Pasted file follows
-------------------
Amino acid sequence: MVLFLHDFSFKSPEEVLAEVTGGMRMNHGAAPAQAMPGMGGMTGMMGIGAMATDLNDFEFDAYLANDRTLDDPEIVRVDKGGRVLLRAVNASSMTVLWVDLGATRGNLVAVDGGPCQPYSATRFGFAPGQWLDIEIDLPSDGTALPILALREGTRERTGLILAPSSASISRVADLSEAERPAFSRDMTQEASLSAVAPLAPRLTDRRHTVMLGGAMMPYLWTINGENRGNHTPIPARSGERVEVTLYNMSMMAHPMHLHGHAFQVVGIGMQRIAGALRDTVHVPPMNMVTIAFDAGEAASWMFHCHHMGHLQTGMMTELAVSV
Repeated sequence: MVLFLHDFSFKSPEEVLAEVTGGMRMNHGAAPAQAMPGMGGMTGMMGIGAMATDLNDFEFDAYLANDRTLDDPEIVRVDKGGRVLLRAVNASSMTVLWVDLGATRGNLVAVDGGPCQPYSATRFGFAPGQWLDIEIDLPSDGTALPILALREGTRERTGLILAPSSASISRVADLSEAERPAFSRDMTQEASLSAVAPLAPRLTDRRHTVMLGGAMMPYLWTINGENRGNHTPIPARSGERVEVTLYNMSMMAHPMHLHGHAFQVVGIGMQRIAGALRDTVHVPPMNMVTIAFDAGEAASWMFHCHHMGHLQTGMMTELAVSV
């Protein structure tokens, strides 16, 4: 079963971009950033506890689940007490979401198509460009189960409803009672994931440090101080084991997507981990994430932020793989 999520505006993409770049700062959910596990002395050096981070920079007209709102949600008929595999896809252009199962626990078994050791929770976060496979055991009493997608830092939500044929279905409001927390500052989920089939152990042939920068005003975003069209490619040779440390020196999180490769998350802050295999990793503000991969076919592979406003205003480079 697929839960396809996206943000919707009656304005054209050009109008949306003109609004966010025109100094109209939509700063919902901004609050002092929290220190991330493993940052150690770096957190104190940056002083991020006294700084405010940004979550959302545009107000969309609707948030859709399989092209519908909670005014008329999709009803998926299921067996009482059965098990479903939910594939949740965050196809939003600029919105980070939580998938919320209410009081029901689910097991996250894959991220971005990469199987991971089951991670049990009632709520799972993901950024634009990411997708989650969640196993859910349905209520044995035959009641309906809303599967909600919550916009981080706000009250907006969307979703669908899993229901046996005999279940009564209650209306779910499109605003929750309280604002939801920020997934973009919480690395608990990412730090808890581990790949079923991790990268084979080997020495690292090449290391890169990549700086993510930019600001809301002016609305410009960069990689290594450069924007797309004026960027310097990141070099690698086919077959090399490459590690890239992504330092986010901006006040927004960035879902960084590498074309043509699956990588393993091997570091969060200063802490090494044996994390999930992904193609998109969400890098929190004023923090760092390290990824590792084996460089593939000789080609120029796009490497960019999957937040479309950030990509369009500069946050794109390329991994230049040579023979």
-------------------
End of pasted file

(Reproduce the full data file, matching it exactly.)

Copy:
Amino acid sequence: MVLFLHDFSFKSPEEVLAEVTGGMRMNHGAAPAQAMPGMGGMTGMMGIGAMATDLNDFEFDAYLANDRTLDDPEIVRVDKGGRVLLRAVNASSMTVLWVDLGATRGNLVAVDGGPCQPYSATRFGFAPGQWLDIEIDLPSDGTALPILALREGTRERTGLILAPSSASISRVADLSEAERPAFSRDMTQEASLSAVAPLAPRLTDRRHTVMLGGAMMPYLWTINGENRGNHTPIPARSGERVEVTLYNMSMMAHPMHLHGHAFQVVGIGMQRIAGALRDTVHVPPMNMVTIAFDAGEAASWMFHCHHMGHLQTGMMTELAVSV
Repeated sequence: MVLFLHDFSFKSPEEVLAEVTGGMRMNHGAAPAQAMPGMGGMTGMMGIGAMATDLNDFEFDAYLANDRTLDDPEIVRVDKGGRVLLRAVNASSMTVLWVDLGATRGNLVAVDGGPCQPYSATRFGFAPGQWLDIEIDLPSDGTALPILALREGTRERTGLILAPSSASISRVADLSEAERPAFSRDMTQEASLSAVAPLAPRLTDRRHTVMLGGAMMPYLWTINGENRGNHTPIPARSGERVEVTLYNMSMMAHPMHLHGHAFQVVGIGMQRIAGALRDTVHVPPMNMVTIAFDAGEAASWMFHCHHMGHLQTGMMTELAVSV
């Protein structure tokens, strides 16, 4: 079963971009950033506890689940007490979401198509460009189960409803009672994931440090101080084991997507981990994430932020793989 999520505006993409770049700062959910596990002395050096981070920079007209709102949600008929595999896809252009199962626990078994050791929770976060496979055991009493997608830092939500044929279905409001927390500052989920089939152990042939920068005003975003069209490619040779440390020196999180490769998350802050295999990793503000991969076919592979406003205003480079 697929839960396809996206943000919707009656304005054209050009109008949306003109609004966010025109100094109209939509700063919902901004609050002092929290220190991330493993940052150690770096957190104190940056002083991020006294700084405010940004979550959302545009107000969309609707948030859709399989092209519908909670005014008329999709009803998926299921067996009482059965098990479903939910594939949740965050196809939003600029919105980070939580998938919320209410009081029901689910097991996250894959991220971005990469199987991971089951991670049990009632709520799972993901950024634009990411997708989650969640196993859910349905209520044995035959009641309906809303599967909600919550916009981080706000009250907006969307979703669908899993229901046996005999279940009564209650209306779910499109605003929750309280604002939801920020997934973009919480690395608990990412730090808890581990790949079923991790990268084979080997020495690292090449290391890169990549700086993510930019600001809301002016609305410009960069990689290594450069924007797309004026960027310097990141070099690698086919077959090399490459590690890239992504330092986010901006006040927004960035879902960084590498074309043509699956990588393993091997570091969060200063802490090494044996994390999930992904193609998109969400890098929190004023923090760092390290990824590792084996460089593939000789080609120029796009490497960019999957937040479309950030990509369009500069946050794109390329991994230049040579023979």